How to ship features in your first job

I wrote this how-to for the new-hires and interns who joined Peoplebox recently. It might seem obvious for folks who have been doing this, but not for first-timers.

  1. Understand the feature
    • Understand the feature, design, see what is there current experience. If new, understand the current code.
    • Find out broken flows in the feature shared by the product/design person.
    • Find out which customer needs it and why. See if this is the best solution. Wear your product manager hat.
    • Understand how this helps the business. Your change should either bring in 🙂 or 💰
  2. Break into smaller releases/versions
    • If the feature seems really large, break it down into multiple small, meaningful releases.
    • This might be harder at first, but you could figure out what features to remove from scope from first release, but still be valuable for the customer.
    • Benefits - faster release, less code changes to review, easier to test.
  3. Do the task breakdown
    1. Break the tasks down to minimum one day or half day.
    2. If something takes more than 1 day, break it further to achievable goals for each day.
    3. You’ll have a rough estimate of your dev complete. Accurate estimation is a myth.
    4. Add testing time to your estimation as well - this can give you task estimation.
  4. Build clarity in the tech implementation
    1. If there is a necessary technical architecture change required - plan for it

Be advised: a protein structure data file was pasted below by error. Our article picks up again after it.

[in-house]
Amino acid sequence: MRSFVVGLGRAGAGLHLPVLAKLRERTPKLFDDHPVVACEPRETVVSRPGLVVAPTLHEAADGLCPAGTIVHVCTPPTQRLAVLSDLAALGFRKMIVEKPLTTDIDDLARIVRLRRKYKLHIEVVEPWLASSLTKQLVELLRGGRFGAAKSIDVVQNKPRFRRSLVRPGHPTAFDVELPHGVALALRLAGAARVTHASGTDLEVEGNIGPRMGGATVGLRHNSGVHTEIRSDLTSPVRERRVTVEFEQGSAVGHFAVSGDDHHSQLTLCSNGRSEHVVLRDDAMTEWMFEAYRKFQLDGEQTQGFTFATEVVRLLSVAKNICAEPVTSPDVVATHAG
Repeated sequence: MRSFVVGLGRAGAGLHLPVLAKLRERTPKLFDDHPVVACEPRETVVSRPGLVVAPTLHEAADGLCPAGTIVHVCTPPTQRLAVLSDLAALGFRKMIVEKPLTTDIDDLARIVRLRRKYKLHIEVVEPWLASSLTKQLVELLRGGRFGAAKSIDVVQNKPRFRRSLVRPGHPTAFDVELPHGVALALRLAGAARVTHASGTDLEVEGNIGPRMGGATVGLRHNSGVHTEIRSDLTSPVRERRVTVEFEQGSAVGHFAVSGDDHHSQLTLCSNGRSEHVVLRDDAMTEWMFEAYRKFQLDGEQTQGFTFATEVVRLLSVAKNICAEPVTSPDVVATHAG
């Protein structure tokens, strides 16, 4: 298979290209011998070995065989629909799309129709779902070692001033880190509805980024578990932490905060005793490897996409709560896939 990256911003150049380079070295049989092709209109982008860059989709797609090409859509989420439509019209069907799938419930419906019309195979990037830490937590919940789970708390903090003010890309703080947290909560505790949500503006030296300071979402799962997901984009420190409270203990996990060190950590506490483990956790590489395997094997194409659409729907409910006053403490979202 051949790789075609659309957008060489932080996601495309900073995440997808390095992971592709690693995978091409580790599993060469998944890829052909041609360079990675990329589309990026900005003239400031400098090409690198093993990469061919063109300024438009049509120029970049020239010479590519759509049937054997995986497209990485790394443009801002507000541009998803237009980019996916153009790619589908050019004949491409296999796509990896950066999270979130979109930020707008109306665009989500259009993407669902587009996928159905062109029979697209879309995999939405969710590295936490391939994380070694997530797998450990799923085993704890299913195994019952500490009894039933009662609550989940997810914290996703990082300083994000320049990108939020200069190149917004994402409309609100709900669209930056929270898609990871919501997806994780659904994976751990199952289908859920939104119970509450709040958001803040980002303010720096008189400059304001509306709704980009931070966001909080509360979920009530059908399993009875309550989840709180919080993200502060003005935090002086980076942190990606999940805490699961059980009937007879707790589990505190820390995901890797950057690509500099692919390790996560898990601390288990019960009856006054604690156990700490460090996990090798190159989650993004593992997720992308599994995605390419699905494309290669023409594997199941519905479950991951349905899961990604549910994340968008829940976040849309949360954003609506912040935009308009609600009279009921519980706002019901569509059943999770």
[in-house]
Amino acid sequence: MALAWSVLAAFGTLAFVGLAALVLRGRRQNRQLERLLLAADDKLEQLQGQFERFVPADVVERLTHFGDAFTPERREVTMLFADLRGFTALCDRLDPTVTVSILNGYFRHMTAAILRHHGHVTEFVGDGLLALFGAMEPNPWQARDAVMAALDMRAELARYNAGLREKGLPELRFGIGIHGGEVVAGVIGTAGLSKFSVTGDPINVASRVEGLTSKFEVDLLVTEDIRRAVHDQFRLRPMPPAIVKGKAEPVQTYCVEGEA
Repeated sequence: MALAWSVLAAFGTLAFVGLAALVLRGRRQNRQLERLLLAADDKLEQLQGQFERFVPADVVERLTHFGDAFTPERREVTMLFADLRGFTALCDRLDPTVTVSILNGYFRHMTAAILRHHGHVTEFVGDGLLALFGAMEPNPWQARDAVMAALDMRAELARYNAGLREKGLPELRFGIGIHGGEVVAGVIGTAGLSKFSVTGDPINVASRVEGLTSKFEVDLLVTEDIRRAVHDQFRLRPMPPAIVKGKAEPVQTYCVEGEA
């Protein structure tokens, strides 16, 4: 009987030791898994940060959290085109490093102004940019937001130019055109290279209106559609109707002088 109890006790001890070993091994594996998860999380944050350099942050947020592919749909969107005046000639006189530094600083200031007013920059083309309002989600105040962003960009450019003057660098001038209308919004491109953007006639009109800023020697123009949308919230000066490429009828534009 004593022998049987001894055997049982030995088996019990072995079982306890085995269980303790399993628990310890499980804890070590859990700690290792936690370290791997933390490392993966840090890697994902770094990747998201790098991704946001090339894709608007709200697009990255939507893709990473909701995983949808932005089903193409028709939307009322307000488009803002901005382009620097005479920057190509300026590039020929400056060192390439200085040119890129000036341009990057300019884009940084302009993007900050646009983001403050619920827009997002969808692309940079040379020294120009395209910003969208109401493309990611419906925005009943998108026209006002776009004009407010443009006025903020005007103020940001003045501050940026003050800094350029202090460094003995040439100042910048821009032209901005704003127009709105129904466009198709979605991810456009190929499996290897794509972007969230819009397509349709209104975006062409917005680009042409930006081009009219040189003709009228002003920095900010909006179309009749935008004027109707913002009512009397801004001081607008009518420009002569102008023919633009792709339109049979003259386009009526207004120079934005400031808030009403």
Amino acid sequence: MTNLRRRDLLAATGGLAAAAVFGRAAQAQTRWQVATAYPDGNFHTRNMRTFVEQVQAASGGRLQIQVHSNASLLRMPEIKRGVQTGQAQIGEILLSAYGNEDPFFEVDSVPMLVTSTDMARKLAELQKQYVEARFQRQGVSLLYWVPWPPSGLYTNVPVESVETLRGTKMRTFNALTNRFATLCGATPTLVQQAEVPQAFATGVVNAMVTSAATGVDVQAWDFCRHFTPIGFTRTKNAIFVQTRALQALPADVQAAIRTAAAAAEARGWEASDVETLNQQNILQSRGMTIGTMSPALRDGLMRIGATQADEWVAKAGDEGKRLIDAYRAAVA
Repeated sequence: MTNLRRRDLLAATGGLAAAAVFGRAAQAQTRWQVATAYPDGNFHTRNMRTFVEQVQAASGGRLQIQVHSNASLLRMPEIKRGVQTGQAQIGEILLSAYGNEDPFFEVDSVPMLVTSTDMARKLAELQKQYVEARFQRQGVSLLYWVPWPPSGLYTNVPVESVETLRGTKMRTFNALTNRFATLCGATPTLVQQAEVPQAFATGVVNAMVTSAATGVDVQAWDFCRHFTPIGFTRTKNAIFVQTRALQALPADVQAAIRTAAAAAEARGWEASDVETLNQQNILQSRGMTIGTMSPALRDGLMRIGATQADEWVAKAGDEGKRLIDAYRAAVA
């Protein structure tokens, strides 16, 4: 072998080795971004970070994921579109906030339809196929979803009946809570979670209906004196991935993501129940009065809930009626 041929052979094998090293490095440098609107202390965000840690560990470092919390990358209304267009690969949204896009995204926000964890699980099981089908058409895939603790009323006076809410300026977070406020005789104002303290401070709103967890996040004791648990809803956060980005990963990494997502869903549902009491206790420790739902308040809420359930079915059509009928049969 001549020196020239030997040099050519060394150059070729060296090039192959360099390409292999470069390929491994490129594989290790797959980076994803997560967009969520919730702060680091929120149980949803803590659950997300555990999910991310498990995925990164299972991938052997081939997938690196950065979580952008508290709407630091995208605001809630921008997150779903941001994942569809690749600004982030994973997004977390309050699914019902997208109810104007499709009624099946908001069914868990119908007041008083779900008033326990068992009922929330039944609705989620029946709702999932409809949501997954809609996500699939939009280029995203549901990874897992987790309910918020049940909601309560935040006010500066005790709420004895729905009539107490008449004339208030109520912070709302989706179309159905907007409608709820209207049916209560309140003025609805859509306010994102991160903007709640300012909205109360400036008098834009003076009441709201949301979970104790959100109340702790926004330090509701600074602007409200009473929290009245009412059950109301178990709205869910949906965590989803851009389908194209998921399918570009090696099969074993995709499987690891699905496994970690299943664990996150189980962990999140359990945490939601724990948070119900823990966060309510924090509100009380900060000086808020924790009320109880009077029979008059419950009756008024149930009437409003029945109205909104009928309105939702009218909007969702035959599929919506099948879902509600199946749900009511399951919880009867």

2. For Backend folks - plan your models, important logic flows, service objects.
    3. For Frontend folks - Redux stores, Component Breakdown, Reuse of design systems
    4. Find better libraries, gems that can help you to solve this problem easier. No code is better than elegant code. Elegant code is better than shitty code.
  5. Start writing code
    1. This is when you should actually start write code.
    2. If you were fresh out of college, you would have started here earlier. So hi 👋 . Just acknowledge there are enough things to do before writing code.
    3. Update progress in the daily standup, if you foresee any delays - share in the standup.
    4. Keep back merging regularly. And keep pushing code to github as frequent as possible. Data losses happen.
  6. Test the feature
    1. Start with testing your code and components.
    2. Then move on to integration testing. If you are a backend person, test along with the frontend person.
    3. Find out edge cases - no one would know edge cases better than you.
  7. Code review
    1. Give it for code-review, don’t always request from the most common person. Find someone else in the team who can code review.
    2. Make changes based on what they suggest. You’ll learn, they’ll learn.
  8. Give it to test
    1. If all good, push code to staging environment to be given for testing.
    2. Help the Test team understand the edge cases.
    3. If any test data creation is required, help them to set it up.
  9. Release it to production
    1. Merge your code with master
    2. Release to production with senior engineers.
    3. Watch metrics after the release - see if users are using your features.

If you read this, also read 20 tips for your first job